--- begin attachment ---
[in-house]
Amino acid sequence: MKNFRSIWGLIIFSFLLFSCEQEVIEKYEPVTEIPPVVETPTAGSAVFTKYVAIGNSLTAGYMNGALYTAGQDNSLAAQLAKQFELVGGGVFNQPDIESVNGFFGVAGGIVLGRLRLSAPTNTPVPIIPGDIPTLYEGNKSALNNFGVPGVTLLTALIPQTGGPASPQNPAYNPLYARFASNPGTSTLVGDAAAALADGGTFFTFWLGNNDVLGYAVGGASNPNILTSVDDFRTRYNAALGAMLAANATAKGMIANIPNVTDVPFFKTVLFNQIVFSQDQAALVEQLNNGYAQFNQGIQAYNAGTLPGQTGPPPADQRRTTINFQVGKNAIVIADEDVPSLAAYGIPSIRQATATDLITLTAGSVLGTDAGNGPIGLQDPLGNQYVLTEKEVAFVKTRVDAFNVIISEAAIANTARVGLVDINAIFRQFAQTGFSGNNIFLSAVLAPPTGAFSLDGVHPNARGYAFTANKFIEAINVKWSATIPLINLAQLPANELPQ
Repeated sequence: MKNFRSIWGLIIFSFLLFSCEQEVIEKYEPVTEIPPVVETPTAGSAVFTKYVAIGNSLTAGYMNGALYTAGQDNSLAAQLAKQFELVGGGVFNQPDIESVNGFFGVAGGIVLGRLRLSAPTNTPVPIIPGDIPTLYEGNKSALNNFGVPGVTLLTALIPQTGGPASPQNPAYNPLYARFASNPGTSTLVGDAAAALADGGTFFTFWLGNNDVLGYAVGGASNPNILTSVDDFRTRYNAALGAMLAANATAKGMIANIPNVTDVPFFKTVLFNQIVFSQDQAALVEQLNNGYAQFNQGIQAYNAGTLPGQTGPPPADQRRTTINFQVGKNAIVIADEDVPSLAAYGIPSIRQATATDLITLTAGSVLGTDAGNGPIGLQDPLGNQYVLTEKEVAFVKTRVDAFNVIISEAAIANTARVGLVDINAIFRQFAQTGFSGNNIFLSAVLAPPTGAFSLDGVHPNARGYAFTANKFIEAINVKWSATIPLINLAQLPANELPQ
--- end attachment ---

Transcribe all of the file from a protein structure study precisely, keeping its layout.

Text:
[in-house]
Amino acid sequence: MKNFRSIWGLIIFSFLLFSCEQEVIEKYEPVTEIPPVVETPTAGSAVFTKYVAIGNSLTAGYMNGALYTAGQDNSLAAQLAKQFELVGGGVFNQPDIESVNGFFGVAGGIVLGRLRLSAPTNTPVPIIPGDIPTLYEGNKSALNNFGVPGVTLLTALIPQTGGPASPQNPAYNPLYARFASNPGTSTLVGDAAAALADGGTFFTFWLGNNDVLGYAVGGASNPNILTSVDDFRTRYNAALGAMLAANATAKGMIANIPNVTDVPFFKTVLFNQIVFSQDQAALVEQLNNGYAQFNQGIQAYNAGTLPGQTGPPPADQRRTTINFQVGKNAIVIADEDVPSLAAYGIPSIRQATATDLITLTAGSVLGTDAGNGPIGLQDPLGNQYVLTEKEVAFVKTRVDAFNVIISEAAIANTARVGLVDINAIFRQFAQTGFSGNNIFLSAVLAPPTGAFSLDGVHPNARGYAFTANKFIEAINVKWSATIPLINLAQLPANELPQ
Repeated sequence: MKNFRSIWGLIIFSFLLFSCEQEVIEKYEPVTEIPPVVETPTAGSAVFTKYVAIGNSLTAGYMNGALYTAGQDNSLAAQLAKQFELVGGGVFNQPDIESVNGFFGVAGGIVLGRLRLSAPTNTPVPIIPGDIPTLYEGNKSALNNFGVPGVTLLTALIPQTGGPASPQNPAYNPLYARFASNPGTSTLVGDAAAALADGGTFFTFWLGNNDVLGYAVGGASNPNILTSVDDFRTRYNAALGAMLAANATAKGMIANIPNVTDVPFFKTVLFNQIVFSQDQAALVEQLNNGYAQFNQGIQAYNAGTLPGQTGPPPADQRRTTINFQVGKNAIVIADEDVPSLAAYGIPSIRQATATDLITLTAGSVLGTDAGNGPIGLQDPLGNQYVLTEKEVAFVKTRVDAFNVIISEAAIANTARVGLVDINAIFRQFAQTGFSGNNIFLSAVLAPPTGAFSLDGVHPNARGYAFTANKFIEAINVKWSATIPLINLAQLPANELPQ